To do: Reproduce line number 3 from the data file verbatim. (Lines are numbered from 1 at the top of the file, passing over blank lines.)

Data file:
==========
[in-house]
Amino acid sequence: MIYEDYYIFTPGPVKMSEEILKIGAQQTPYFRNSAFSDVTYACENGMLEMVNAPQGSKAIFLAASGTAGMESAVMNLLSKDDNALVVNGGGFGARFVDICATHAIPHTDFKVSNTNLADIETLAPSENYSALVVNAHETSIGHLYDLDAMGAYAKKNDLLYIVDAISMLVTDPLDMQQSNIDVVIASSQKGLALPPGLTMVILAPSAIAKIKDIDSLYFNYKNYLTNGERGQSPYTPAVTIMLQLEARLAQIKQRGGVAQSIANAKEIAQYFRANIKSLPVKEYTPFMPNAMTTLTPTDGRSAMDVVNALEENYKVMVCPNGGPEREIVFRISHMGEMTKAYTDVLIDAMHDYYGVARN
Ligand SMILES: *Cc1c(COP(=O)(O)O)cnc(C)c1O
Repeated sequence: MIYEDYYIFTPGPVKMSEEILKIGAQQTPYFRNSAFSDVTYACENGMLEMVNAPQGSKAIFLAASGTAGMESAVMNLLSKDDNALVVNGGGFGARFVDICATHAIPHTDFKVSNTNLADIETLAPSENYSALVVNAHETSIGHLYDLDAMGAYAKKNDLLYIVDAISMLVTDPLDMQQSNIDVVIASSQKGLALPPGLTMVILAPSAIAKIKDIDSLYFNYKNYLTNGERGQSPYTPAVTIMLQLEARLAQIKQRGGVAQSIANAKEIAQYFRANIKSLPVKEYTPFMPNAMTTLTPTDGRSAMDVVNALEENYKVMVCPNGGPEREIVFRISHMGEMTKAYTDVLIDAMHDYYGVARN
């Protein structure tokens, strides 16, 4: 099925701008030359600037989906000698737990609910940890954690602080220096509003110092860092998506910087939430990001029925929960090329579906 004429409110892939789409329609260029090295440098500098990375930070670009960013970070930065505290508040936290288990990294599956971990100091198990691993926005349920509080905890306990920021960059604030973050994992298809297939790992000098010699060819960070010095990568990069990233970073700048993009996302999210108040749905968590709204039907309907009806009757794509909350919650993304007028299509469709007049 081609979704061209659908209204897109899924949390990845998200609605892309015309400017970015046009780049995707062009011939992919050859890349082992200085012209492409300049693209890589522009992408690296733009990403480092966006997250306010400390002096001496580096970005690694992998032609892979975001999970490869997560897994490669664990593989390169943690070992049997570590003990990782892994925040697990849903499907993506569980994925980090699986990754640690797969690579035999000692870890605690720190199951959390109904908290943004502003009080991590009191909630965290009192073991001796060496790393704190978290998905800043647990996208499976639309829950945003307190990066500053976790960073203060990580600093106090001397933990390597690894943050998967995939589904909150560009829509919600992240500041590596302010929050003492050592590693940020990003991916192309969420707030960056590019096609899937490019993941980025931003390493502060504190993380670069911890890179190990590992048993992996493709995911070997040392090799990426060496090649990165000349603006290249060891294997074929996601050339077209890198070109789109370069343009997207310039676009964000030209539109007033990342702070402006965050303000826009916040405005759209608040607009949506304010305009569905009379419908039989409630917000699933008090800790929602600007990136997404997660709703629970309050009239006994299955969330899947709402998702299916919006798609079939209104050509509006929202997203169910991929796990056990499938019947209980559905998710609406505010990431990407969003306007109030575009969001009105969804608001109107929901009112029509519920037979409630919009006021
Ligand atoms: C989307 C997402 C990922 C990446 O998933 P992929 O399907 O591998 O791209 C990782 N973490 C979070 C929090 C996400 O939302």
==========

Ligand SMILES: *Cc1c(COP(=O)(O)O)cnc(C)c1O